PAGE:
Prizes. The two characteristics of an irresistible prize are: 1) it’s expensive, and 2) it’s in limited supply.
But these aren’t enough to be successful in drawing in your target audience. Aside from being irresistible, you’ll need a prize that your target audience for your membership site will be interested in.
Probably the most obvious prize you can give out is free membership to your site. You can do a 1-month, 6-month, 12-month, or lifetime membership prize, or you can even give out all of these prizes with different requirements for each “tier.”
This type of prize is good because even your existing members will want to have it, which means they aren’t left out in the cold.
If this contest is to promote a new course or a new product or service you’re offering, you can also give out a prize related to whatever you’re launching.
Picking winners. Depending on the guidelines or requirements for entry, you can either pick randomly through a digital raffle draw or you can handpick the winner by choosing the best entry.
The random winner works if everyone exerted the same effort to enter, such as simply giving their email address or sharing a link to your membership site on their social media.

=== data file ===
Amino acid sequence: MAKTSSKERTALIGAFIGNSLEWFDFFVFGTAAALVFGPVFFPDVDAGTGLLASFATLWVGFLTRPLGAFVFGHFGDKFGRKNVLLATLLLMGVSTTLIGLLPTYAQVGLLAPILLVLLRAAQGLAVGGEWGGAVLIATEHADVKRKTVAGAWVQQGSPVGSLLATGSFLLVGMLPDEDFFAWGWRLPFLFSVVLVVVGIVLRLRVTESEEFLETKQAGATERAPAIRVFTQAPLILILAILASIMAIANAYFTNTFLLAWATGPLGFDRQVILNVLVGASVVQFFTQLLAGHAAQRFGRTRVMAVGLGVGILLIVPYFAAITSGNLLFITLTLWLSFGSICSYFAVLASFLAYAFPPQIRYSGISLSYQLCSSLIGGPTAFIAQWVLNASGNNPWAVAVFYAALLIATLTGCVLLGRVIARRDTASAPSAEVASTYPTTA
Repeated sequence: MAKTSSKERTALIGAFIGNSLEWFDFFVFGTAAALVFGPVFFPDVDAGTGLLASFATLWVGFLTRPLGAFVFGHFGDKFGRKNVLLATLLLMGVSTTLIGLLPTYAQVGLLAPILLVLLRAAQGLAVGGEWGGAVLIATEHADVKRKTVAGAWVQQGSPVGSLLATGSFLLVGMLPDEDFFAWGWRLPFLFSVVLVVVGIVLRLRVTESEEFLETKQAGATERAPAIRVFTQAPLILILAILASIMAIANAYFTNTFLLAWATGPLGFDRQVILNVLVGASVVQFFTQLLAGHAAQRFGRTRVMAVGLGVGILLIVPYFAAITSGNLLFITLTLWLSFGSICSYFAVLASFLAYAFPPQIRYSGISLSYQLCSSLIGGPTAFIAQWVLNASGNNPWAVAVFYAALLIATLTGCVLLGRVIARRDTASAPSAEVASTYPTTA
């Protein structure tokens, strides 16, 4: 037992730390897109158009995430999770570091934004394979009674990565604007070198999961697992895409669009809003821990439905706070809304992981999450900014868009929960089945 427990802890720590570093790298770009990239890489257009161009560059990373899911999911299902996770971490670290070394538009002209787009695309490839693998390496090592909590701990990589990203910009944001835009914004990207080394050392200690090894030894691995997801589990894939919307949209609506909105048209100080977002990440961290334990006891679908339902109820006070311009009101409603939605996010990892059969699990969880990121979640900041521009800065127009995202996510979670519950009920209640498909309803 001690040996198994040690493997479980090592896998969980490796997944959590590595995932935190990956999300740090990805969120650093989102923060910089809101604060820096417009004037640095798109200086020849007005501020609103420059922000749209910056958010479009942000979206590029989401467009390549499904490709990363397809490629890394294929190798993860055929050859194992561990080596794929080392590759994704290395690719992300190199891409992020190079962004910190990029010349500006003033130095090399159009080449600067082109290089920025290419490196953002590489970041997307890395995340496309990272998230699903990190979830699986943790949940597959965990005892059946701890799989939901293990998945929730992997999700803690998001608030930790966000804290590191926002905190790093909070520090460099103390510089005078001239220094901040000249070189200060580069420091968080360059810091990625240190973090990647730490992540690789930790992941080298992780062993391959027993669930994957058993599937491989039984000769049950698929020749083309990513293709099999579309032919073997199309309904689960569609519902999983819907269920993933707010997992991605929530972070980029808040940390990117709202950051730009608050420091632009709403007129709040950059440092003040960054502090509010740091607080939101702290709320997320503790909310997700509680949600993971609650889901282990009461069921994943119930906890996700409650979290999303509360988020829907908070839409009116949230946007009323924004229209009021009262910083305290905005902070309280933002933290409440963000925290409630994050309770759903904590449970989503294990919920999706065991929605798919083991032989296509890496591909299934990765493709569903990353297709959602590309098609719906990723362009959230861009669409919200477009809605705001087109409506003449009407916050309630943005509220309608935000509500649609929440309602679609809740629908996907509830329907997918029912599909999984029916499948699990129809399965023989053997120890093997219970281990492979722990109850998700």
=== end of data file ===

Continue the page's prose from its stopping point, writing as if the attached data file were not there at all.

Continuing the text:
But if you require them to put in a little more effort, like posting a particular photo of them and/or posting a caption as an answer to a question you pose (e.g., “tell me why you deserve the prize”), you’ll want to actually pick the best entry.
If you don’t like having to choose just one winner among multiple entries that obviously involved time and effort to create, have your existing members vote on the best entry.
Promoting your contest. Even if you have the best prize ever and all entrants have to do is enter their email address, if no one knows about the contest, no one will join.
Tell everyone about the contest, and I mean everyone. Tease it on your blog, email your mailing lists, post about it on your social media.
Contests are a great way to advertise your membership site and increase the number of signups in a short span of time, so make sure you incorporate contests in your strategy once or twice a year.
If someone makes it to the checkout page of your site, it’s clear that at that moment they were ready to sign up for your website.
But sometimes they get second thoughts, or a nagging question or issue that they can’t shake off, or they got distracted by something unrelated, or they simply forgot their payment details and meant to come back to the page but forgot too.